Compounding the volatility is Syria’s geopolitical location: its importance in the regional conflict being played out between United States and Israel/Saudi Arabia, on the one hand, and Iran/Hezbollah on the other. Teheran has been a major player in shoring up both Bashir and Hezbollah in Lebanon, and in spearheading growing Shiia political activism in the Gulf States.

Another ingredient in the Syrian violence and uncertainty is the role of both the Global/Regional Powers who see in the Syrian revolution an opportunity to strengthen their respective positions. Already many are calling the sectarian conflict in Syria a proxy war to determine who will emerge more dominant in the Middle East. At the global level the Syrian debacle pits the US/EU against Russia/ China. America has frozen Assad’s funds as has EU. But neither Washington nor Luxembourg shows any interest in a military response to the Syrian crisis. In the US, the country is too preoccupied by issues of economic recovery, and an intense 2012 presidential election.  Similarly the EU similarly is preoccupied by the future of the Euro and Greece as well the tottering banks in Spain and perhaps Italy. Russia remains a mainstay for Assad and the military by providing weapons many of which, ironically, are produced in America as part of the military –industrial establishment.

Regionally the conflict revolves around Israel/Saudi Arabia and Iran. Ever since the Iranian revolution of Ayatollah Khomeini in 1979 tensions between Teheran and /Riyadh has magnified: recently over Iran’s nuclear program, second, over Sunna/Shiia divide, and most importantly over oil, and the geopolitics of the Persian Gulf. Saudi Arabia for decades has been attempting to isolate the Iranian virus of Fundamentalism by pouring millions in the constuction of madrasas in Afghanistan and Pakistan from which the Salafis, a very conservative Islamist group, including the Taliban, have become dominant. Regarding Syria specifically, Saudi King Abdullah remains critical of the Bashir regime to a large extent because of expanding Iranian influence in Damascus in the form of weapons and economic aid as well as Shiia expansion. (Cf, Jubin Goodarzi,  According to Professor Birol Akgun, “Saudi Arabia has realized the US can no longer contain the Iranian influence in the region. Therefore, she [Saudi Arabia] would prefer to enter an alliance with other regional actors, such as Turkey,” (Cf,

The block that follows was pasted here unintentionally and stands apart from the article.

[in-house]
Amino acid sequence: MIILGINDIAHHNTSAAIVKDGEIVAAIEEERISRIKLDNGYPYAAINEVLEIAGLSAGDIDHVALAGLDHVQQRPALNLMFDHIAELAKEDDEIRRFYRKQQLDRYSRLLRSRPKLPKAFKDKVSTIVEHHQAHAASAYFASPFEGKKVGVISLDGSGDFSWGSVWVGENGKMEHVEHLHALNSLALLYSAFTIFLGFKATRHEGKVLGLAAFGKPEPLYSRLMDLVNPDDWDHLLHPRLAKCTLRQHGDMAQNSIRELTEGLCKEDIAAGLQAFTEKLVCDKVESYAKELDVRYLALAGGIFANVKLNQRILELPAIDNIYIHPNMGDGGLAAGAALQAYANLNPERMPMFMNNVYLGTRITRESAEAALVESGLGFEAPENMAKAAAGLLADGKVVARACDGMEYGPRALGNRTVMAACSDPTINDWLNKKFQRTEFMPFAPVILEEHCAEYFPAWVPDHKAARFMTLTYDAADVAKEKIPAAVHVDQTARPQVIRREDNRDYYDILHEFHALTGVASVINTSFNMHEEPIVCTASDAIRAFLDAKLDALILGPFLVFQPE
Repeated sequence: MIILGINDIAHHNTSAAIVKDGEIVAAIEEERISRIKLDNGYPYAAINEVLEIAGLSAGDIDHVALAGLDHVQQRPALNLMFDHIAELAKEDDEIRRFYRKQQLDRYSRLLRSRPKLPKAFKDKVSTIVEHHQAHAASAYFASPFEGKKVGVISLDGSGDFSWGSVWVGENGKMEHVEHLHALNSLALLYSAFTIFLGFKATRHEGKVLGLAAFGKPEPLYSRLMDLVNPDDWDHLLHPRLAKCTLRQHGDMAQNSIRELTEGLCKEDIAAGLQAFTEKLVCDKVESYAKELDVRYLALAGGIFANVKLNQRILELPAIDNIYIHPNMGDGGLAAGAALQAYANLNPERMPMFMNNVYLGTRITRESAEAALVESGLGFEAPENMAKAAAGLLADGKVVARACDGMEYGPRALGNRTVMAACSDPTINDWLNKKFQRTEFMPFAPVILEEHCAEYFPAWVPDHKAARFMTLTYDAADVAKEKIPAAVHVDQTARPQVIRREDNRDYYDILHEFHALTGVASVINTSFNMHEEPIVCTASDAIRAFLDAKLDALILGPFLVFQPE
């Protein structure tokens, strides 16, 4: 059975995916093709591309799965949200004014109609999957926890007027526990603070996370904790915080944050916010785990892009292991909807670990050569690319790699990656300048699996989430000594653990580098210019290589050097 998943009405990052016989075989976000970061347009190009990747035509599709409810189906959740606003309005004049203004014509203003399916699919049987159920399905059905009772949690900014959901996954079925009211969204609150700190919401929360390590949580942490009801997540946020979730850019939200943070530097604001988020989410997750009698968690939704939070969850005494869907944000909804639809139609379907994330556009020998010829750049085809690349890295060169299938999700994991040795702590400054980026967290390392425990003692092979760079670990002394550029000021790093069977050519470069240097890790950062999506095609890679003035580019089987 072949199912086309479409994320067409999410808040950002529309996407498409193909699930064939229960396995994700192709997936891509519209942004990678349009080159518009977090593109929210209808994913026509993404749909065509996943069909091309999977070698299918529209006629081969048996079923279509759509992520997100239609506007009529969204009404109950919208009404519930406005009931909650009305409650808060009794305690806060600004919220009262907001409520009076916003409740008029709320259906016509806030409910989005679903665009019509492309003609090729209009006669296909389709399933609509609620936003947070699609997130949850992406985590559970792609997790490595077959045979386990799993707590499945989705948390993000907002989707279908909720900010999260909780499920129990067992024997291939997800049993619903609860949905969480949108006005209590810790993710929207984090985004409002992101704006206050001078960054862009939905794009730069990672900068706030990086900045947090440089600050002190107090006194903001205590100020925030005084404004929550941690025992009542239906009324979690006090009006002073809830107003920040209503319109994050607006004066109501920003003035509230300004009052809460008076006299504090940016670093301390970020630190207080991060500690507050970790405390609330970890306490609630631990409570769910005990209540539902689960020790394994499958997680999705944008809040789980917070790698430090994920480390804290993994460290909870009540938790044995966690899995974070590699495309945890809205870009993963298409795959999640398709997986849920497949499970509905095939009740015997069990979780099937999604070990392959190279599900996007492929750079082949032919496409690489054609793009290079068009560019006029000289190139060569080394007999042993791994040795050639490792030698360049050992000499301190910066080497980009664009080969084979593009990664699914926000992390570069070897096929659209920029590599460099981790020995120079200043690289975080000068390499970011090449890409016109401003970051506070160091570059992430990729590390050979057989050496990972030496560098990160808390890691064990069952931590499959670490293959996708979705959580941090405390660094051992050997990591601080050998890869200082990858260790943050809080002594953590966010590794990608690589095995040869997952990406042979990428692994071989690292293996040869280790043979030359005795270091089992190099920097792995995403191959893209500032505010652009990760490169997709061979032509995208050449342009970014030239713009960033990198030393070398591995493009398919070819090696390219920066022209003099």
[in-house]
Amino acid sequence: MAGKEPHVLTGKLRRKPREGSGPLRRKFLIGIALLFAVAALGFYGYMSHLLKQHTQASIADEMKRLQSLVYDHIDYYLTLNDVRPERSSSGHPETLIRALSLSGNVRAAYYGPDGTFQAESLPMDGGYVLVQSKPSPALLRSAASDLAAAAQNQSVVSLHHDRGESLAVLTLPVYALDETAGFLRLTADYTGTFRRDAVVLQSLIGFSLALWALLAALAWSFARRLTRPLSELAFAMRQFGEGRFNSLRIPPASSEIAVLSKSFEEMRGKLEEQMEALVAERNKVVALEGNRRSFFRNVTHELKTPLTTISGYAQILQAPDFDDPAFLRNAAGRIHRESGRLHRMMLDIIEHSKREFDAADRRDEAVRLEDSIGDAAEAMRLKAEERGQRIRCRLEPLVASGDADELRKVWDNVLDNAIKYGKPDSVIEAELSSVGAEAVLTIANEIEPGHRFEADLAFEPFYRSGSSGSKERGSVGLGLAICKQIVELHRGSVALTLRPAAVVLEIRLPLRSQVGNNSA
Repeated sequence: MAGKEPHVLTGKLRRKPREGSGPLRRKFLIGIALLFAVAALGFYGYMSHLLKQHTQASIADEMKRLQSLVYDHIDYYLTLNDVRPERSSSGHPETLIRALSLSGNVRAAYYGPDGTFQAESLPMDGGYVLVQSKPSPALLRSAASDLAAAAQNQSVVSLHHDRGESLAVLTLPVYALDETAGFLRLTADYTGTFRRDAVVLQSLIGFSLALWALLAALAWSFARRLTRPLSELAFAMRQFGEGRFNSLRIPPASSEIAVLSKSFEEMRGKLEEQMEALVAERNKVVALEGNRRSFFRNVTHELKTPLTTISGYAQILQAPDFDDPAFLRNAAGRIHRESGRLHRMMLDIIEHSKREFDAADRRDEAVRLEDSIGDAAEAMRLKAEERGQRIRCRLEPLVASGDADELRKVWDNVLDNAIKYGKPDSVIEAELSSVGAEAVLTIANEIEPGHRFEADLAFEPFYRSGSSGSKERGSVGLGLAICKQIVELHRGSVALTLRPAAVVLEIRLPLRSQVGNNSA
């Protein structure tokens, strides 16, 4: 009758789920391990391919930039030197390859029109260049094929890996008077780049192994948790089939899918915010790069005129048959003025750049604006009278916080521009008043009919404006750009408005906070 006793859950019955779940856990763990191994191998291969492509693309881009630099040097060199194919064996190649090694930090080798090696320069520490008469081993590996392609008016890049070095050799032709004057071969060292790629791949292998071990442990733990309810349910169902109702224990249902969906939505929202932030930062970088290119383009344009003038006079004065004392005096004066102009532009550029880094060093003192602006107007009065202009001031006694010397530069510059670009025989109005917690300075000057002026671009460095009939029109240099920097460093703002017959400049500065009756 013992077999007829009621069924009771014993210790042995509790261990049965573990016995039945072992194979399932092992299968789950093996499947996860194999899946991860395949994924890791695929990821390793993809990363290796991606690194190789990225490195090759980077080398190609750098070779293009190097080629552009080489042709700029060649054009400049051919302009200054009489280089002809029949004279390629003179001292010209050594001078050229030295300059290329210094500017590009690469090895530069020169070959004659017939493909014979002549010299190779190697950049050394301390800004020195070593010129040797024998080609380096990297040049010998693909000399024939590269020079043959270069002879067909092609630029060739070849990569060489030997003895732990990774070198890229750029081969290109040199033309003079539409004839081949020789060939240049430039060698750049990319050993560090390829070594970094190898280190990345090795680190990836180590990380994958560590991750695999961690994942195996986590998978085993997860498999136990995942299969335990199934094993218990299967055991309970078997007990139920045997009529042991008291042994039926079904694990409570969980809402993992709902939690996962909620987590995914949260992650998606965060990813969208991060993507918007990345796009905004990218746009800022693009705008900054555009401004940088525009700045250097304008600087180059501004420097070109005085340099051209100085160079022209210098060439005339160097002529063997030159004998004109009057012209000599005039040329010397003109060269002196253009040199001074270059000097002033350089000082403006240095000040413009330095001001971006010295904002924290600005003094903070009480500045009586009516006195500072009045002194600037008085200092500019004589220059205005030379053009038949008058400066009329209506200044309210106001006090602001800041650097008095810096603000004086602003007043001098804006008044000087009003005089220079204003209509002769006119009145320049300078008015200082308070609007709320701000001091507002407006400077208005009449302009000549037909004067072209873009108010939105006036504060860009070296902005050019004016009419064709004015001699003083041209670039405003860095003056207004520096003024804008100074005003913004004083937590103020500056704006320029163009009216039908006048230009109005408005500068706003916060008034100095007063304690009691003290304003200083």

In conclusion, where goest Syria?  She is probably on a slippery slope heading into a nightmare of civil war with no peaceful resolution in sight. The Global Powers are at loggerheads about the question of intervention, and as a consequence the Syrians have become the latest Middle East victim in a new version of the “Great Game” going back to Sykes- Picot in 1916. The regional dynamics compound the sectarian divide for the Syrians as it pits Israel/ Saudi Arabi, and Iran against one other with each country seeking to manipulate the Syrian crisis to their own advantage. One of the great tragedies of the “Arab Spring” is its failure to produce a transcendent person who is able, through a “New Vision” of humanity, to create an inclusive society in which respects for cultural/gender difference is restored returning the Middle East to its Golden Age greatness. As Rumi poetically expressed it: 

                             What can be done, O Believers, as I don’t recognize myself?

                             I’m neither a Christian nor Jew, Magian nor Moslem.

                             I m not of the East or West, neither land nor sea;

                             I’m not of Nature’s mine, nor the stars in Heaven.

                             I’m not of earth, water, air or fire;

                             I’m not of India, China, Bulgaria nor Saqsin;

                             I’m not of the Kingdom of Iraq, nor Khorasan.

                             I’m not of this world, nor the next, Paradise or Hell;

                             I’m not of Adam, nor Eve, Eden nor Rizwan.

                             My place is in the Placeless, my trace in the Traceless;

                             I’m neither body nor soul, as I belong to the soul

                        James G. Cowan trans., Where Two Oceans Meet                                 

Arthur Kane Scott is Professor of Humanities and Cultural Studies of the Dominican University of California and Fellow of American Institute of International Studies.